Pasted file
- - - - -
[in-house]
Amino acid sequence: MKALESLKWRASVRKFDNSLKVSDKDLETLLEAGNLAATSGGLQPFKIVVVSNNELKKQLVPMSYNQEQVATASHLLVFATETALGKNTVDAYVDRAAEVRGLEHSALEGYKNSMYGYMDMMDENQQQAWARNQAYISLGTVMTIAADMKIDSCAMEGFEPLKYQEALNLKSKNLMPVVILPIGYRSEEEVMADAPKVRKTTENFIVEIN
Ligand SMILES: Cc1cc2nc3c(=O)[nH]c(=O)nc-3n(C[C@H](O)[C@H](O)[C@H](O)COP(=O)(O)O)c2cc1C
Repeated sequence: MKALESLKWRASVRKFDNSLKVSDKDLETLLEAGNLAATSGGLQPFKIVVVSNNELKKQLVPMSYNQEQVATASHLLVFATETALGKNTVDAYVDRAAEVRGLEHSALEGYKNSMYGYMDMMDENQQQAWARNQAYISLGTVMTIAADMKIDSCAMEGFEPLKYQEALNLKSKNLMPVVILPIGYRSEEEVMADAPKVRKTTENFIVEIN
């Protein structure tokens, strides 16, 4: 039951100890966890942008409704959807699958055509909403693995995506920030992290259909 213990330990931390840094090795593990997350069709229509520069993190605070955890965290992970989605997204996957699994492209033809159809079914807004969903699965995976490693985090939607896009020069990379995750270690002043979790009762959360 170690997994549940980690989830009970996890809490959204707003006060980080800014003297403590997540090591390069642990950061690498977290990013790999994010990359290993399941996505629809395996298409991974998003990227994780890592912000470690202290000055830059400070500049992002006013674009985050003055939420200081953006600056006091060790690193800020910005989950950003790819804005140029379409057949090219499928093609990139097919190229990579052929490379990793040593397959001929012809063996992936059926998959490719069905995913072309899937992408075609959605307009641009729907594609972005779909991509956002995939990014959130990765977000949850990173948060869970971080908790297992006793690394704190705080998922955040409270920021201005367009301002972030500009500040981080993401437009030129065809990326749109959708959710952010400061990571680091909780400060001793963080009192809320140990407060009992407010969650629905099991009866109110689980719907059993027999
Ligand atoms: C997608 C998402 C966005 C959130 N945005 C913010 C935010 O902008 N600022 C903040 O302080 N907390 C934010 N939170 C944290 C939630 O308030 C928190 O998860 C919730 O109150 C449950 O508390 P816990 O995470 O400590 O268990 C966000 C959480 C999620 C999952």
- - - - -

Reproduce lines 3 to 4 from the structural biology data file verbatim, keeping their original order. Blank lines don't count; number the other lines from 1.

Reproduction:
Ligand SMILES: Cc1cc2nc3c(=O)[nH]c(=O)nc-3n(C[C@H](O)[C@H](O)[C@H](O)COP(=O)(O)O)c2cc1C
Repeated sequence: MKALESLKWRASVRKFDNSLKVSDKDLETLLEAGNLAATSGGLQPFKIVVVSNNELKKQLVPMSYNQEQVATASHLLVFATETALGKNTVDAYVDRAAEVRGLEHSALEGYKNSMYGYMDMMDENQQQAWARNQAYISLGTVMTIAADMKIDSCAMEGFEPLKYQEALNLKSKNLMPVVILPIGYRSEEEVMADAPKVRKTTENFIVEIN